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Children’s Health Foundation supports innovative teen employment program

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A very generous grant from Children's Health Foundation of Vancouver Island is enabling CanAssist to expand its highly successful youth employment program to help many more teens with disabilities.

The Foundation is providing $45,600 to TeenWork, a unique program that helps young people find and retain meaningful, paid, part-time employment while they are still in high school.

The program was developed with the aim of filling a gap in the employment field for youth with disabilities as they near transition to adulthood. Participants are matched with job coaches who provide guidance in everything from creating resumes and practicing being interviewed to learning on-the-job skills and building confidence and independence. The program has a reputation for helping teens and their families adopt a more positive outlook on the youth's future – one that includes working in a meaningful job as an adult.

“Helping teens with disabilities transition into the workforce is essential to enhancing their quality of life,” says Linda Hughes, CEO and president of Children's Health Foundation of Vancouver Island. “Our funding in support of this program will help teens with disabilities thrive and grow, which is essential to their healthy development.”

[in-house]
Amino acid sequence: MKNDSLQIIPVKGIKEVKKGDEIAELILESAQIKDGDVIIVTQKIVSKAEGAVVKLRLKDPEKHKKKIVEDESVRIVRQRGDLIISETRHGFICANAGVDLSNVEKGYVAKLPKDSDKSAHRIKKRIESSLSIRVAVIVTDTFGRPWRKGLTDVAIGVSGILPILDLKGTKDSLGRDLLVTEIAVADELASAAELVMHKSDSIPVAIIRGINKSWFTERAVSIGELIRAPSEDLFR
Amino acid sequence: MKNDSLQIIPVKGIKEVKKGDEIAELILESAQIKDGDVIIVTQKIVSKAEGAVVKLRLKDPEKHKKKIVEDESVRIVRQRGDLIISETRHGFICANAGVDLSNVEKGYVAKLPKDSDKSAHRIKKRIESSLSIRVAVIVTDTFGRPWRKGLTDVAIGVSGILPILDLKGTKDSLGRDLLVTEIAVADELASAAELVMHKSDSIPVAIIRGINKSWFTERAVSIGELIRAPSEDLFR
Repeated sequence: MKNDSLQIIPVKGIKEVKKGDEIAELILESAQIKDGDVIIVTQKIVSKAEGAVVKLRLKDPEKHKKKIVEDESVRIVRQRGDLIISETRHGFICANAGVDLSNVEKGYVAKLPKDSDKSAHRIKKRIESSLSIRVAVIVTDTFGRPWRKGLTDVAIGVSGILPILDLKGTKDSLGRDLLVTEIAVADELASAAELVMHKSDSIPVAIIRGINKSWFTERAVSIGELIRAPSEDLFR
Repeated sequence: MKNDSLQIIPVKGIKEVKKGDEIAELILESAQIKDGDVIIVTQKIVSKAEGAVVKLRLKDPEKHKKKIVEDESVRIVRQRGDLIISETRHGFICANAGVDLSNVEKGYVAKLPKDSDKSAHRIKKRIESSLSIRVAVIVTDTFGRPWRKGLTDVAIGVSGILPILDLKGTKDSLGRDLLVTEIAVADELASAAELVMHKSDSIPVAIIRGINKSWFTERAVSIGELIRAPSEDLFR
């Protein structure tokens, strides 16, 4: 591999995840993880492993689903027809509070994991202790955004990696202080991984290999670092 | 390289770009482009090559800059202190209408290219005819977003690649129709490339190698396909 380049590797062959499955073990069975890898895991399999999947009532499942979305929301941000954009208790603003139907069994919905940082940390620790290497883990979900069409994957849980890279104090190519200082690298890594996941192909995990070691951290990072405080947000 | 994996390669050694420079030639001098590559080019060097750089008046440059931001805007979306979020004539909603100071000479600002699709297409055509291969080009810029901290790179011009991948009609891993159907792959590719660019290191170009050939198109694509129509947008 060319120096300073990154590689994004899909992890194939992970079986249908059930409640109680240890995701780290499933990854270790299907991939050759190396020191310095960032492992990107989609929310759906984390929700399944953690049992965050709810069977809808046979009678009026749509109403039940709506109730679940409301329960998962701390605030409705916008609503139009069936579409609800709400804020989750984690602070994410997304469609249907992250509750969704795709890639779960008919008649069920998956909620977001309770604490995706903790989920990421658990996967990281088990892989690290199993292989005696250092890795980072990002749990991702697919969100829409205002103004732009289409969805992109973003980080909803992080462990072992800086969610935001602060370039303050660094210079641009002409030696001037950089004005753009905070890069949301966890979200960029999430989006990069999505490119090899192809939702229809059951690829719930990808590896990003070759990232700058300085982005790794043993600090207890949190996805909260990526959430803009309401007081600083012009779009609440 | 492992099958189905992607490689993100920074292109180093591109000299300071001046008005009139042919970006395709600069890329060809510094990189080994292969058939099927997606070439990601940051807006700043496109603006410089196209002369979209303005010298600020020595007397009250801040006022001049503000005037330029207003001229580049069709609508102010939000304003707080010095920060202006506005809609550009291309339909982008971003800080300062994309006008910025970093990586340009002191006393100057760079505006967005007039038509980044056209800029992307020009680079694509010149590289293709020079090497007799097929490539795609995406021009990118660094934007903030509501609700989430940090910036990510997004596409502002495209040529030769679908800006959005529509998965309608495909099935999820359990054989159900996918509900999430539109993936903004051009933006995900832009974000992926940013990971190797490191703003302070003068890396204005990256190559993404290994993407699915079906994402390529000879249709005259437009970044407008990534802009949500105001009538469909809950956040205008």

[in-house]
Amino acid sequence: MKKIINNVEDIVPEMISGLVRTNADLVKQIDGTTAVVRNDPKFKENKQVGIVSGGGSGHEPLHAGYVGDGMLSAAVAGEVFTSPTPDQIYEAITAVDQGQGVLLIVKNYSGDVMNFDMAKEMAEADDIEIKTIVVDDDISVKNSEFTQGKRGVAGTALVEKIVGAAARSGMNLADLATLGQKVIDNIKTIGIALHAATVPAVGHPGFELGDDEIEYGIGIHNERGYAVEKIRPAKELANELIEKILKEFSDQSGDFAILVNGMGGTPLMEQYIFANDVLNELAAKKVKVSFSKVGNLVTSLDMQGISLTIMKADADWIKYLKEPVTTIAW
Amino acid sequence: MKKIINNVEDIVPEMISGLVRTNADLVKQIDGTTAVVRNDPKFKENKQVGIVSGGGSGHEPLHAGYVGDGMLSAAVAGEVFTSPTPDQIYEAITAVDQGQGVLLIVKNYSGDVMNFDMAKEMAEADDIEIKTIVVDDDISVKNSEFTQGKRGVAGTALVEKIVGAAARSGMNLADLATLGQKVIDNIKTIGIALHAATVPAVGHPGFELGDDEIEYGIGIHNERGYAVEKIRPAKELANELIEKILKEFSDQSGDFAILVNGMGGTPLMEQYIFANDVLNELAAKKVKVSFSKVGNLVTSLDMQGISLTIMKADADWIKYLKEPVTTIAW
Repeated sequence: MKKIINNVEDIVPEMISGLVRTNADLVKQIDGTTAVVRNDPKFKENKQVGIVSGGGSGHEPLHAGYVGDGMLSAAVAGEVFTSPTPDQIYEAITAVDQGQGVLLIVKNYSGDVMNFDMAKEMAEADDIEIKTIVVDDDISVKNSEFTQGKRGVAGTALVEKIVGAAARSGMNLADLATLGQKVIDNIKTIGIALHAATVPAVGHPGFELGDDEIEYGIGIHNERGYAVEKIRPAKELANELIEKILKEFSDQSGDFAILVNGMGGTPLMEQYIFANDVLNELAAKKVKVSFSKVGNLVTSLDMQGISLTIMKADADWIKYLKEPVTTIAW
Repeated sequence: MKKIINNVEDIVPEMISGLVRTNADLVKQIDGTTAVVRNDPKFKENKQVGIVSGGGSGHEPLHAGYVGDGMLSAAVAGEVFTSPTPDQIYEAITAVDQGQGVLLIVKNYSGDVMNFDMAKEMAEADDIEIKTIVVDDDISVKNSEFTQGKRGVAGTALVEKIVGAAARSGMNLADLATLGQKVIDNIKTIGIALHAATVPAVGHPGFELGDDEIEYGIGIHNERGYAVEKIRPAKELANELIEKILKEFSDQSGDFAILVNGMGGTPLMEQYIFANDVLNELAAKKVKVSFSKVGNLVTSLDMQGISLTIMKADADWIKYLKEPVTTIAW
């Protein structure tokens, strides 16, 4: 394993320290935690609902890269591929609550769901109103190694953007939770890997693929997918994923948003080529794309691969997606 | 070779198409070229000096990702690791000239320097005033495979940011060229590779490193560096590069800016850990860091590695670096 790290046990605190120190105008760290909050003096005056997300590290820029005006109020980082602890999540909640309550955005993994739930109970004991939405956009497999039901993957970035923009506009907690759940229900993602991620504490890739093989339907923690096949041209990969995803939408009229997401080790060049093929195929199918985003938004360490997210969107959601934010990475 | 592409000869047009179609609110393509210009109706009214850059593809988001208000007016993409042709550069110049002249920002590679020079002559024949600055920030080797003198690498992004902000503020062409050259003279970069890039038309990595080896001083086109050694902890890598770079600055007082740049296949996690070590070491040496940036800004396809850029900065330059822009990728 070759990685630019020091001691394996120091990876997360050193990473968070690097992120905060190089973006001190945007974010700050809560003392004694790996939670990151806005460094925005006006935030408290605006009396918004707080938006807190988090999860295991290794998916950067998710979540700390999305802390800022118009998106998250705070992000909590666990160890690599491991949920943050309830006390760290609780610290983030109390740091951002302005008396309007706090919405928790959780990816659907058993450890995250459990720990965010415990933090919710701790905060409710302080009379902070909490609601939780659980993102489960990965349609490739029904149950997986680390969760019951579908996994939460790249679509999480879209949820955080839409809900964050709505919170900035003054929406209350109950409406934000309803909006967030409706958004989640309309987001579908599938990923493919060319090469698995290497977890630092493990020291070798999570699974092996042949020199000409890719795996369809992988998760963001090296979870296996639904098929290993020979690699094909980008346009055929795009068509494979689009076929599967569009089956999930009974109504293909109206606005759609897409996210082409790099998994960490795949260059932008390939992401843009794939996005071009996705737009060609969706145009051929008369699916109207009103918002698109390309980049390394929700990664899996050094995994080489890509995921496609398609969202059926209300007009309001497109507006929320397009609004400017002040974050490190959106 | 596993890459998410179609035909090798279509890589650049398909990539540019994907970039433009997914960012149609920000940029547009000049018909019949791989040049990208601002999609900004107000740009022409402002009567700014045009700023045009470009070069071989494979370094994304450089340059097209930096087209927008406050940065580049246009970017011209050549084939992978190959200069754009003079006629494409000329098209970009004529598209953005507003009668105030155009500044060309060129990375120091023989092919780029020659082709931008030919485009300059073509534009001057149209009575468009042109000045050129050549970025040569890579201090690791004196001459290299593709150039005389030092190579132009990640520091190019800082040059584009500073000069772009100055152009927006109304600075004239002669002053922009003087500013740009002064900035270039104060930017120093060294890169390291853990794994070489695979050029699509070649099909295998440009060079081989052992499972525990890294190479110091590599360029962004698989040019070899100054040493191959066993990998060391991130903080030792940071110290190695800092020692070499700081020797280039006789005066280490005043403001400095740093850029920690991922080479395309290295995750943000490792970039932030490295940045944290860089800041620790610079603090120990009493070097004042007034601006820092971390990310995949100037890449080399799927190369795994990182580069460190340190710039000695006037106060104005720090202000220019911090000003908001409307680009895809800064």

Hamish Black, manager of TeenWork, says the funding is critical to the program and will have a huge impact on the lives of the teens who participate.

Staff and board members of Children's Health Foundation present cheque to TeenWork staff.“It's very exciting to see TeenWork expand to support the greatest number of youth since its creation in 2009,” says Black, who is also CanAssist's manager of partnerships. “The 30 youth participating this summer will all have the chance to build skills, gain confidence and a sense of self, and change the trajectory of what their lives will look like once they graduate from high school.”

Black says gaining employment skills is crucial for all youth, and for those who face physical or cognitive it can be that much more difficult.

“TeenWork wouldn't have such a positive impact for its participants if it wasn't for the amazing support of Children's Health Foundation of Vancouver Island and for this we are extremely grateful.”

The grant to CanAssist is part of $2.2 million that Children's Health Foundation is investing in programs that support the health of children and youth on Vancouver Island.

Find more information on TeenWork on this website.

(Photo top left: Nick, who works part-time at Red Barn Market, is one of many TeenWork participants who will benefit from the Foundation's generous grant.)

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